Radio stars (July 1933)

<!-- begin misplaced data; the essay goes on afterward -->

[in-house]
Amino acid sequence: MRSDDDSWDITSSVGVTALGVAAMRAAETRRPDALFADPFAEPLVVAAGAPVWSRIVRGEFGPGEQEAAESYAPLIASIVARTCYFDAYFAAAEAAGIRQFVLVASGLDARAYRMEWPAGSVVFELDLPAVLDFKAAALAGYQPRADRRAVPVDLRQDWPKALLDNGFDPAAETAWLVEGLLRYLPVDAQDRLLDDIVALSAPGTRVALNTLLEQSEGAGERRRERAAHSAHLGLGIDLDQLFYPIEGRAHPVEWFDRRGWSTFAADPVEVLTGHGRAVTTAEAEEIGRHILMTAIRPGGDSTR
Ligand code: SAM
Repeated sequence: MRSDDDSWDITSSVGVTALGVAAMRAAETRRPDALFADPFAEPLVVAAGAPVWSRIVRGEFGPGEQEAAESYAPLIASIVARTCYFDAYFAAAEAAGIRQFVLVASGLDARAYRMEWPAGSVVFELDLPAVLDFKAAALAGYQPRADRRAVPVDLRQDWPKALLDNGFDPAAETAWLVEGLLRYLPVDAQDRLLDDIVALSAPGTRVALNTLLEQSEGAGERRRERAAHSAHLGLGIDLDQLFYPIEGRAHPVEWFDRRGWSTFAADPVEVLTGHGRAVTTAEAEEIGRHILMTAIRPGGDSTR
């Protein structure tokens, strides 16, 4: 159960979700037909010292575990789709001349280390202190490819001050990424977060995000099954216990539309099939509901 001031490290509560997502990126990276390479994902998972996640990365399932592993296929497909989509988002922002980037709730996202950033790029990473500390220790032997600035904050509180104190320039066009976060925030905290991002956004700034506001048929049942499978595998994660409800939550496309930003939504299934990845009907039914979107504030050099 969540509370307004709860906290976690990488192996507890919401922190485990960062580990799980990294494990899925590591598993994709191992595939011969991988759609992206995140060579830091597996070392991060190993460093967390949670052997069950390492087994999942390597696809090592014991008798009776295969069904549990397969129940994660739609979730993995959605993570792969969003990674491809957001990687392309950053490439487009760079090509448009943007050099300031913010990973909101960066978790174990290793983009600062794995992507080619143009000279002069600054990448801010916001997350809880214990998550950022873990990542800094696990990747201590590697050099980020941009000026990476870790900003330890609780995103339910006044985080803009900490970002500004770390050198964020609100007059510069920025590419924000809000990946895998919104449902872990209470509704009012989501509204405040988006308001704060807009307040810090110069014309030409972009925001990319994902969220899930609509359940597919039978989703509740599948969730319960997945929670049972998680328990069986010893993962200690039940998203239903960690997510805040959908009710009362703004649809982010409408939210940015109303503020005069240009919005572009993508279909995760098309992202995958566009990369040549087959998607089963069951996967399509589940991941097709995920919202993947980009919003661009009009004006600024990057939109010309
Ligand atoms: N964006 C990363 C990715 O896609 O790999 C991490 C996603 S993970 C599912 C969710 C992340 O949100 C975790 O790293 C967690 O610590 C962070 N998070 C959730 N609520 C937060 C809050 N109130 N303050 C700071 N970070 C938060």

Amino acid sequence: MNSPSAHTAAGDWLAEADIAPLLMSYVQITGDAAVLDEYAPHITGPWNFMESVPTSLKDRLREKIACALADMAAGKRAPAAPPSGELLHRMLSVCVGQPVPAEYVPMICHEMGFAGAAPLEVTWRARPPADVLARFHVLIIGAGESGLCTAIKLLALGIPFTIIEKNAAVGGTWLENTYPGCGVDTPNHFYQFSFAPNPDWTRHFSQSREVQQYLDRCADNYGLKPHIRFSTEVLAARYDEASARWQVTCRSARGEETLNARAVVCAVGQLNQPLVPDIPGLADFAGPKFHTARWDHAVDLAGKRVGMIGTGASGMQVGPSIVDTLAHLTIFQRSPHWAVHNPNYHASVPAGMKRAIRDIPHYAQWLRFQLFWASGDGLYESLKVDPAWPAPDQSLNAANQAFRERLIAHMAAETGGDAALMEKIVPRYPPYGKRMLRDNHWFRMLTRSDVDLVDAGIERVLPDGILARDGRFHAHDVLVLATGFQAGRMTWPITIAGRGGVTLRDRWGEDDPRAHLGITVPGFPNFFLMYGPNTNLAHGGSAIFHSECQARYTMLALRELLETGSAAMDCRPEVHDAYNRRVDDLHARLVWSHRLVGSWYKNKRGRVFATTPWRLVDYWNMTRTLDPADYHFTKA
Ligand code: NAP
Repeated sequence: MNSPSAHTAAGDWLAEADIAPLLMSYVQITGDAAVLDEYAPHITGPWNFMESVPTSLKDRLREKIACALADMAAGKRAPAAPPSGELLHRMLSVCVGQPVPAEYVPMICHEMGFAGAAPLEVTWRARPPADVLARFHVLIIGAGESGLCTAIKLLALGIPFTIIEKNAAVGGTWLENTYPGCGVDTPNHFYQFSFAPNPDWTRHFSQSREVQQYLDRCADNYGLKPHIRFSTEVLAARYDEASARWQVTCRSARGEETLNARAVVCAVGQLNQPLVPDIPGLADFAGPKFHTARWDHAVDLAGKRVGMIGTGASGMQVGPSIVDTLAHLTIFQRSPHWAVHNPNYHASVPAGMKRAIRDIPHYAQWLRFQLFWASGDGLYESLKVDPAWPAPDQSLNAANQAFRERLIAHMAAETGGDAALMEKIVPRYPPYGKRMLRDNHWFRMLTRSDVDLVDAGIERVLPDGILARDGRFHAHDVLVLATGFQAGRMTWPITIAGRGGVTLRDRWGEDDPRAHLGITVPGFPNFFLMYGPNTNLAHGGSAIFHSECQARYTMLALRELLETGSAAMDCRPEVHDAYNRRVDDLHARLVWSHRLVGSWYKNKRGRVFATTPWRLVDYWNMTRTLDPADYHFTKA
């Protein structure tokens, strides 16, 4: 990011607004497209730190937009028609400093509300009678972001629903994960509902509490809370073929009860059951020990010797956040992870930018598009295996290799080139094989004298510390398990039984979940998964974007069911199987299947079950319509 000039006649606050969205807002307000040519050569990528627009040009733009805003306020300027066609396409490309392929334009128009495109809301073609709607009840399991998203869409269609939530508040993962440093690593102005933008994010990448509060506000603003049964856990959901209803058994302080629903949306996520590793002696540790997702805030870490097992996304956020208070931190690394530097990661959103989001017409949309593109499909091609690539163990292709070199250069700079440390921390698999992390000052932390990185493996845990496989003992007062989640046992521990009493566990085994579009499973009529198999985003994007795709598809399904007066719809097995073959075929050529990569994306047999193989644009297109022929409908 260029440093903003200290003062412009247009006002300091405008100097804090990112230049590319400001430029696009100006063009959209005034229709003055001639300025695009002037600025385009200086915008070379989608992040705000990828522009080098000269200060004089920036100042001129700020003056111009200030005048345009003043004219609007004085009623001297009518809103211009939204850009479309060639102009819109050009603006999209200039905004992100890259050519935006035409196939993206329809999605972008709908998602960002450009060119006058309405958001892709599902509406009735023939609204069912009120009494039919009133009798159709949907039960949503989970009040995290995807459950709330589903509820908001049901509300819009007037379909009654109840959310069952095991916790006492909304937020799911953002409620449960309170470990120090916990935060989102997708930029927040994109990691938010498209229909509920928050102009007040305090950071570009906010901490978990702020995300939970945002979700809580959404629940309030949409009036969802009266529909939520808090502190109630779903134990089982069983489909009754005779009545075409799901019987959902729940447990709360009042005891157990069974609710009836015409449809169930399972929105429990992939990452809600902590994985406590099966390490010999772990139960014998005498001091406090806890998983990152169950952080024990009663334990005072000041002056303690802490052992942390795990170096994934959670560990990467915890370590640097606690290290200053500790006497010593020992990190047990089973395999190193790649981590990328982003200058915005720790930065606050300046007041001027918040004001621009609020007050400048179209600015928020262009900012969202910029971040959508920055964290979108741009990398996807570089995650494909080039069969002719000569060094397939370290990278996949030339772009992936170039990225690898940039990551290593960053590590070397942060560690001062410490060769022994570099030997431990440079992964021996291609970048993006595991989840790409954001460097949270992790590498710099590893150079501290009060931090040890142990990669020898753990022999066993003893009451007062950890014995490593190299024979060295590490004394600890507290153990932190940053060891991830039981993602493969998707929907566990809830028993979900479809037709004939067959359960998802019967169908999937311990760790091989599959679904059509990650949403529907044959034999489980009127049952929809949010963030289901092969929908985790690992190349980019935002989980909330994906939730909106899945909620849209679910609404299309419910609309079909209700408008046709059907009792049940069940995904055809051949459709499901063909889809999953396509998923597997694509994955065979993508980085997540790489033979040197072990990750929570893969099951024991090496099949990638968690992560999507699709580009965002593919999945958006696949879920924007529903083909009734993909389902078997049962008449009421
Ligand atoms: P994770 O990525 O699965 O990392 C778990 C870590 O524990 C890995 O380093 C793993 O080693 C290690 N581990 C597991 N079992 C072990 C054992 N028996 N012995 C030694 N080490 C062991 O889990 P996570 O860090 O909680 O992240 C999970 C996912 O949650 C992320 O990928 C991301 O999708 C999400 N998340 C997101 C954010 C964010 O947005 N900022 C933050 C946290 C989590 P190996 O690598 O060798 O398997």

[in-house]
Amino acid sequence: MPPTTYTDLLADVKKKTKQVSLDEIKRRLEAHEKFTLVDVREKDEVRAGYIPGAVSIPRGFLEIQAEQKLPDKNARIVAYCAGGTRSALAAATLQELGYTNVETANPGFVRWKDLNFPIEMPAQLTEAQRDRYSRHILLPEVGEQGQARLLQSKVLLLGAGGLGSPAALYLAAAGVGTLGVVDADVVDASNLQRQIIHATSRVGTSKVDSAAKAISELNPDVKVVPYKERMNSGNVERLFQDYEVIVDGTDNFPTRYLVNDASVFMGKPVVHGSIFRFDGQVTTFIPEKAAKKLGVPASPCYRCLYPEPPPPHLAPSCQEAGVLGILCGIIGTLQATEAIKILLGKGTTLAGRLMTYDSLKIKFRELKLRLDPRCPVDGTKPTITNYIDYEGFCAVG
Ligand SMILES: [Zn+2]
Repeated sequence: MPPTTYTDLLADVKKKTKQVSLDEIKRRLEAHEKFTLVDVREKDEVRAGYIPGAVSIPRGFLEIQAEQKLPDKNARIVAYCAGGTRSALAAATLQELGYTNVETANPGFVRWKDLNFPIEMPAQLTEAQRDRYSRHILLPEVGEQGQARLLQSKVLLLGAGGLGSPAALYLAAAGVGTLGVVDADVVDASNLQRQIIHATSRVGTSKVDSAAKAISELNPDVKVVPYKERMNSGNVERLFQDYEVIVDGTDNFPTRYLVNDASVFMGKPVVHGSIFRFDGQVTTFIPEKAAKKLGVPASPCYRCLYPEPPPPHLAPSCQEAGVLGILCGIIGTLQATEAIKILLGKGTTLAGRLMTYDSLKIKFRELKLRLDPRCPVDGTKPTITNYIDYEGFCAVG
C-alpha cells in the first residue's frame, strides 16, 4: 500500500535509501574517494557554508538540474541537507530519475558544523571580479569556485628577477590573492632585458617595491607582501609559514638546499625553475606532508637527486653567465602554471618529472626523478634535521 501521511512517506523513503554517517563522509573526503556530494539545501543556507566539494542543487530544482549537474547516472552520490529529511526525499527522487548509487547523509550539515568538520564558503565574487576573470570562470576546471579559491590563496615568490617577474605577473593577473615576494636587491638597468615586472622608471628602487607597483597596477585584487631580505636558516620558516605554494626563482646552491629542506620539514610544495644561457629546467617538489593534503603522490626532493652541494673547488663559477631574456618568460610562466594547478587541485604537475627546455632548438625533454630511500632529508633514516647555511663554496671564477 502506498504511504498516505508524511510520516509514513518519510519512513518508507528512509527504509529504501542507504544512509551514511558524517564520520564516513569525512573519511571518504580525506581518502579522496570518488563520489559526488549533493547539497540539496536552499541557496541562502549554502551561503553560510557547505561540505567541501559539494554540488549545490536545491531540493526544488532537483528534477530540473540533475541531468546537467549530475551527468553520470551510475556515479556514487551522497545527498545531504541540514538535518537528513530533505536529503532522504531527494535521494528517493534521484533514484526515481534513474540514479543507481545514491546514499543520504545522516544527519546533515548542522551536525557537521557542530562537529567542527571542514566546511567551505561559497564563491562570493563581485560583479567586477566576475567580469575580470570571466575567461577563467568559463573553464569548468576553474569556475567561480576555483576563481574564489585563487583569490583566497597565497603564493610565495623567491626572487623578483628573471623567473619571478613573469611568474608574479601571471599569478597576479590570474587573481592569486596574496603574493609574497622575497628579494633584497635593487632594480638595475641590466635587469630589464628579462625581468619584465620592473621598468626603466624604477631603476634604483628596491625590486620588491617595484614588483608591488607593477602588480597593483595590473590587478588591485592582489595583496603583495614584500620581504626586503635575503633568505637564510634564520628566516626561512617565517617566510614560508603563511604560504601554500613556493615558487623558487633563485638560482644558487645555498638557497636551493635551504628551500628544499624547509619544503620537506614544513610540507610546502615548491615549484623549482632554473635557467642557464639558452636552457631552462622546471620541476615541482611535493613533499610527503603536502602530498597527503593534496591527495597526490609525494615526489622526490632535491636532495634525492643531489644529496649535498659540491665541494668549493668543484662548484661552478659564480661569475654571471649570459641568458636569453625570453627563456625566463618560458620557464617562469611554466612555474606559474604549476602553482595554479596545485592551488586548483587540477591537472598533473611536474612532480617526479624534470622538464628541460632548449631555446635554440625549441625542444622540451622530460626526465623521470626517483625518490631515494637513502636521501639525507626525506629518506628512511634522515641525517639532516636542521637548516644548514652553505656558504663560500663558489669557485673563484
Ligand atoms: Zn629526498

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RADIO STARS MUSIC ON PARADE ^^^HRHyj^ (Top of page) Fred Waring and M^^^^^l ^HP'^^^^W™ his Pennsylvanians. Fred has * \ something to say about college Hk JH m boys and radio careers. (Left) Leonard Hayton, one of radio's ^^^L** *Jt «Pfc youngest orchestra leaders. W \ ^ (Right) Sammy Robbins, who V 1 ■ • conducts the McAlpin Grill or Hp chestra of nights. By HAL THE Tin Pan Alley that used to be one of the big town's big streets is now but a ghostly avenue. There were times when the curh was lined with swanky imported autos. A car that cost less than ten thousand was shooed off the asphalt. Today's music springs from a half-hundred little offices scattered all over the Broadway belt. Why? Because of radio. Radio knocked a lot of music publishers into the red ink pot. if you believe the stories you hear on the sidewalks, ki the old days, a piece of sheet music would sell into the hundreds of thousands. Fortunes were made by men who put across a captivating tune. They say that radio has changed all that. Play a piece on the air night after night for six weeks and you can't sell another copy across a counter. Too much plugging ruins it. Just the same, song writers write on. Orchestras have to play something. We all must have something to put life into our aging feet. So the woods are full of songwriters. And the air is full of hot chas, hoops and highdee-hi's. Just to keep you informed about this cuckoo world of ROGERS rhyme and time, this» department will be Johnny-on-thespot with a lot of what's what and where about the boys and girls that you like best. AS a sample, 1*11 bet a pretzel you didn't know that * \ "Night and Day" is one of the best sellers of recent months. Or that "Willow Weep for Me" is an ace money maker. Other numbers that have been kicking the gong around are "Little Street." "Echo of the Valley," "Play. Fiddle, Play" and "A Boy and a (iirl Were Dancing." THE hey-hey high life of Manhattan has found a new baton-swinger in the person of little Sammy Robbins, band maestro of the McAlpin Grill. Sam. who is heard over the facilities of the NBC, has been called the "maestro of the midAtlantic." For several years past his sweet rhythm has held sway on the swank roof of the Hamilton Hotel in Bermuda. During this time, he became something of a legend. ( )ne story called him "Bermuda's little king." News and gossip about those who bring you the ether notes 35